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AT THE WHEEL REVIEWS: CROSSOVERS

 

2007 Honda Element SC: Quirky Appeal, Imminent Practicality

By Les Jackson  Cruise Control Radio.com

 

 

A few minutes in the 5Door 2007 Honda Element SC is all I needed to experience its appeal to its target audience.That audience is primarily young (I'm not) and active (I'm still not sure what that means) and looking enthusiastically toward welcoming what

life has to offer (did that, never regretted a minute). Its boxy shape isembraced by large segments of the population who are attracted to funky, functional, relatively-cheap transportation that is, above all, reliable and practical.

 

Hose it out and tie it down

The Element is that in spades, from its cargo area tie-down anchors; lighting; 12-volt power outlets and side cargodoors to its hose-out-the-whole-interior usability. It's a vehicle that anyone can use for practically any purpose,get dirty and then easily clean up for a night on the town. The removable rear seats (50/50 split) make thecleanout even easier, and with them out the cabin seems like it will hold nearly anything.
In town, by the way, the Element is a handy vehicle to have because it can be parked in small, cramped areas. It's big inside and small outside, so you and three other people can comfortably go nightclubbing and still have achance of squeezing into a cramped parking spot.

It's also quite zippy. Its 166 horsepower, 2.4 liter VTEC 4-cylinder engine perks right up when you push the pedalon the right and power is delivered through a smooth-shifting 5-speed gearbox. There's no sense of disconnect fromthe drive-by-wire throttle control, by the way. It feels just like the accelerator is attached to the engine.
The little Element surprised everyone who rode in it when acceleration was demanded. It's plenty fast and smooth inall rev ranges. The engine is super-clean, achieving LEV2 certification, and needs no scheduled tune-ups for100,000 miles. Mileage isn't great, however, as I only managed to squeeze out 24 mph overall and most of that was highway driving. The EPA estimates are 21/25 city/highway.

Active ride

 

Relatively thin seats and a short wheelbase add up to provide a somewhat choppy ride. It's not bone-shaking or annoying, but a long trip might prove to be a bit fatiguing for most people. The mechanical adjustments to the driver's seat are easy to use, however, and it's pretty simple to get into a good position behind the adjustable steering column. Visibility is first-rate all around due to the large glass area and, in spite of its size, the Element has a 5-star front NHTSA crash rating. Structural integrity is the name of the game at Honda and the Element isn't left lacking.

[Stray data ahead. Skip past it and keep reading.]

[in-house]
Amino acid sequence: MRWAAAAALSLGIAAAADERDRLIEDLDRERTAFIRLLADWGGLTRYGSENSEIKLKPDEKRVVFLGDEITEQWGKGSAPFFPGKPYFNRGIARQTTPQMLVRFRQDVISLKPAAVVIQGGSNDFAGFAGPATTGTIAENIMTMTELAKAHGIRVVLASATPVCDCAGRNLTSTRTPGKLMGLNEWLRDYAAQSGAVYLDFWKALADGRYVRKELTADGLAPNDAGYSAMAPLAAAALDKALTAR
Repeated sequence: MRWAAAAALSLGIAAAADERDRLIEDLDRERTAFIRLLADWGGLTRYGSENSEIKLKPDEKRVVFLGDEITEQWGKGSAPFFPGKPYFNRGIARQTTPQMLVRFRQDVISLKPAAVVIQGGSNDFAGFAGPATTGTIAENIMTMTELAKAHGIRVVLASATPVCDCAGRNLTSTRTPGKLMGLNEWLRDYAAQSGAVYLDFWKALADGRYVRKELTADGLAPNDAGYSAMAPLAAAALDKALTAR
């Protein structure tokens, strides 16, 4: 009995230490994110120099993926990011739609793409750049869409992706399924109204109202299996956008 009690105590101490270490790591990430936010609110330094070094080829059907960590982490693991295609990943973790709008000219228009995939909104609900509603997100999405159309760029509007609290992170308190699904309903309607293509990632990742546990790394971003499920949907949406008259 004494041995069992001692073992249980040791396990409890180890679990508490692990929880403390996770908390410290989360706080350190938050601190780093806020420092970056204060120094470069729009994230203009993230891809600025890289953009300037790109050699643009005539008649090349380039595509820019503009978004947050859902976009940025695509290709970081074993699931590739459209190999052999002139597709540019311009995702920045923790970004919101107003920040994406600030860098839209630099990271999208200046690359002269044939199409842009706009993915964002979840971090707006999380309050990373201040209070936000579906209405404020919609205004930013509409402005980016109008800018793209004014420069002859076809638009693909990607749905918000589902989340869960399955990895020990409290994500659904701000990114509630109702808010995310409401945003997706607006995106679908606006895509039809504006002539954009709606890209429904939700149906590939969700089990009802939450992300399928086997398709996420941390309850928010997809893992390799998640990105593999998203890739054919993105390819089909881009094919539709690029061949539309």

Other safety features include EBD, or electronic brake distribution, ABS and VSA, Honda's vehicle stability controlsystem that prevents loss of directional stability in situations where the driver isn't in full ontrol of thecircumstances (translation: going too fast or not paying attention). The Element SC features 18-inch alloy wheels and body-colored panels on the outside. Inside, and for the money, the entertainment system can't be underestimated. It's a 270-watt audio system with 7 speakers (one is a subwoofer) andMP3/WMA, XM satellite radio and an auxiliary input jack for the MP3.
Overall the Element is a dandy package for a very affordable price. All the goodies come in at $22,695 plus a $595destination fee. Not bad, not bad at all.

 

 

Specifications: 2007 Honda Element SC

Mileage on test vehicle: 1208

Color: Exterior: Orange Frost

Engine:2.4 liter VTEC 4-cylinder - 166 Horsepower

Fuel Required: 87 Octane

Wheels: 18-inch alloy

Tires: P225/55 R18, All-Season

Transmission: 5-speed manual
Front Wheel Drive

 

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attract more and more listeners with its engaging format. This two-hour automotive magazine program is heard live every Saturday from 10 a.m. to Noon, Eastern Time, on three national networks: the National Radio Network, Cable Radio Network (CRN), and USA Radio Network. Cruise Control is currently heard on numerous broadcast stations across the US as well as digital cable and internet affiliates. Unlike other car radio shows  Cruise Control covers all aspects of the automotive industry including new vehicles reviews, new technologies and interviews with key automotive industry leaders.

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